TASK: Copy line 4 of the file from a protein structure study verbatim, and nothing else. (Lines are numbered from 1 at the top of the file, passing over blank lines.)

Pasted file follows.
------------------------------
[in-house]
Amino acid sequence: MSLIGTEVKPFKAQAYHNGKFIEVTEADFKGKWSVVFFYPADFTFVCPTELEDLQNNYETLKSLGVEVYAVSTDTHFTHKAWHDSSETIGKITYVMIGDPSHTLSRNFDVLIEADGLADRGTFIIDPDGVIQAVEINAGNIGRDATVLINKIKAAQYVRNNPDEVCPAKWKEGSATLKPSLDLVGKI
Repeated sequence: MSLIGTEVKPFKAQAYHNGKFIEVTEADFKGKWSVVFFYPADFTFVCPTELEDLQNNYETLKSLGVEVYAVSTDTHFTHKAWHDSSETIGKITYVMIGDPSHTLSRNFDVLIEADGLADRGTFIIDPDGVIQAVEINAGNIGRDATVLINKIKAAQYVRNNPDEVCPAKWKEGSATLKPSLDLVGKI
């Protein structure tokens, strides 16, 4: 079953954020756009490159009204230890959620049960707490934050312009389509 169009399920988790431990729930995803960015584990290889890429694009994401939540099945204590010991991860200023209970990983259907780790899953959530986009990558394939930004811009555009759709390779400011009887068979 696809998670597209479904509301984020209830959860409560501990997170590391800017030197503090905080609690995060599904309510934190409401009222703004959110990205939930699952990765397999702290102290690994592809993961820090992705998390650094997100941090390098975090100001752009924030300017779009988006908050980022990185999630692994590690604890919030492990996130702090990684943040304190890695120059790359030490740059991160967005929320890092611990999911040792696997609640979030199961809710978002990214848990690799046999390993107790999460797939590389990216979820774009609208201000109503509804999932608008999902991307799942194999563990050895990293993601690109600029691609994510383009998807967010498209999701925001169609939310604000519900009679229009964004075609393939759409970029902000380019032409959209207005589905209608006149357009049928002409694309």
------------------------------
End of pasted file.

């Protein structure tokens, strides 16, 4: 079953954020756009490159009204230890959620049960707490934050312009389509 169009399920988790431990729930995803960015584990290889890429694009994401939540099945204590010991991860200023209970990983259907780790899953959530986009990558394939930004811009555009759709390779400011009887068979 696809998670597209479904509301984020209830959860409560501990997170590391800017030197503090905080609690995060599904309510934190409401009222703004959110990205939930699952990765397999702290102290690994592809993961820090992705998390650094997100941090390098975090100001752009924030300017779009988006908050980022990185999630692994590690604890919030492990996130702090990684943040304190890695120059790359030490740059991160967005929320890092611990999911040792696997609640979030199961809710978002990214848990690799046999390993107790999460797939590389990216979820774009609208201000109503509804999932608008999902991307799942194999563990050895990293993601690109600029691609994510383009998807967010498209999701925001169609939310604000519900009679229009964004075609393939759409970029902000380019032409959209207005589905209608006149357009049928002409694309």